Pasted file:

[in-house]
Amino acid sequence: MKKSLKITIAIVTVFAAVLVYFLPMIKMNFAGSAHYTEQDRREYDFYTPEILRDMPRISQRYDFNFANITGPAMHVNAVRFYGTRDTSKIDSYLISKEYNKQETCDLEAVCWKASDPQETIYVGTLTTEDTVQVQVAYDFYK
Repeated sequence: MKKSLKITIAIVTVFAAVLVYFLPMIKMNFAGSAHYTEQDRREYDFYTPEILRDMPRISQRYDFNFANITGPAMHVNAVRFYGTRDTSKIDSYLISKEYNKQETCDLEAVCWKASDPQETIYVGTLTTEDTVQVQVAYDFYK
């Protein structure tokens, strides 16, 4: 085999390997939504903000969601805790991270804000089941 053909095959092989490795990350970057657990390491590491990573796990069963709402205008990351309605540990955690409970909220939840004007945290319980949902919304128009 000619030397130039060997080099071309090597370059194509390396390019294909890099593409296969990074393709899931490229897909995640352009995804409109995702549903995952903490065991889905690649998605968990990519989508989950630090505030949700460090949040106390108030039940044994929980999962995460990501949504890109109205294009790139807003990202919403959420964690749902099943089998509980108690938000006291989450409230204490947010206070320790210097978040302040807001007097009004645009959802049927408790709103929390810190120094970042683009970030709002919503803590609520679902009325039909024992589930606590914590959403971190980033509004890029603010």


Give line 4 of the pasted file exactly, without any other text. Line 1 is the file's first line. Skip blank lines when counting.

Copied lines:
């Protein structure tokens, strides 16, 4: 085999390997939504903000969601805790991270804000089941 053909095959092989490795990350970057657990390491590491990573796990069963709402205008990351309605540990955690409970909220939840004007945290319980949902919304128009 000619030397130039060997080099071309090597370059194509390396390019294909890099593409296969990074393709899931490229897909995640352009995804409109995702549903995952903490065991889905690649998605968990990519989508989950630090505030949700460090949040106390108030039940044994929980999962995460990501949504890109109205294009790139807003990202919403959420964690749902099943089998509980108690938000006291989450409230204490947010206070320790210097978040302040807001007097009004645009959802049927408790709103929390810190120094970042683009970030709002919503803590609520679902009325039909024992589930606590914590959403971190980033509004890029603010």